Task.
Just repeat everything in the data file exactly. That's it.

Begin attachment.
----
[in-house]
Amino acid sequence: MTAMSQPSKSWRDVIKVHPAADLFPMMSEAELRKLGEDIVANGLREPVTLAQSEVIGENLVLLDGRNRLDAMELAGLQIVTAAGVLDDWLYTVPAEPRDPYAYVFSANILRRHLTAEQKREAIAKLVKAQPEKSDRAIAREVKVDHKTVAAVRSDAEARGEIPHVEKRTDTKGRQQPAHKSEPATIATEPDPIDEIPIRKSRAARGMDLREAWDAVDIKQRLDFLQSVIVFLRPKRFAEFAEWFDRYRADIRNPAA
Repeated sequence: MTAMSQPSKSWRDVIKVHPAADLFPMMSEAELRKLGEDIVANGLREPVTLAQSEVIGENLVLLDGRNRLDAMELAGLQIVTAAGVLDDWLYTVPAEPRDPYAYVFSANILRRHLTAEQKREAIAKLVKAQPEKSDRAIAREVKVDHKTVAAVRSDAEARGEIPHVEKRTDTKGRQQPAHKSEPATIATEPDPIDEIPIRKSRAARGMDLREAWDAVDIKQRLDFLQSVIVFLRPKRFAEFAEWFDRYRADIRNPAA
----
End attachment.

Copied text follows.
[in-house]
Amino acid sequence: MTAMSQPSKSWRDVIKVHPAADLFPMMSEAELRKLGEDIVANGLREPVTLAQSEVIGENLVLLDGRNRLDAMELAGLQIVTAAGVLDDWLYTVPAEPRDPYAYVFSANILRRHLTAEQKREAIAKLVKAQPEKSDRAIAREVKVDHKTVAAVRSDAEARGEIPHVEKRTDTKGRQQPAHKSEPATIATEPDPIDEIPIRKSRAARGMDLREAWDAVDIKQRLDFLQSVIVFLRPKRFAEFAEWFDRYRADIRNPAA
Repeated sequence: MTAMSQPSKSWRDVIKVHPAADLFPMMSEAELRKLGEDIVANGLREPVTLAQSEVIGENLVLLDGRNRLDAMELAGLQIVTAAGVLDDWLYTVPAEPRDPYAYVFSANILRRHLTAEQKREAIAKLVKAQPEKSDRAIAREVKVDHKTVAAVRSDAEARGEIPHVEKRTDTKGRQQPAHKSEPATIATEPDPIDEIPIRKSRAARGMDLREAWDAVDIKQRLDFLQSVIVFLRPKRFAEFAEWFDRYRADIRNPAA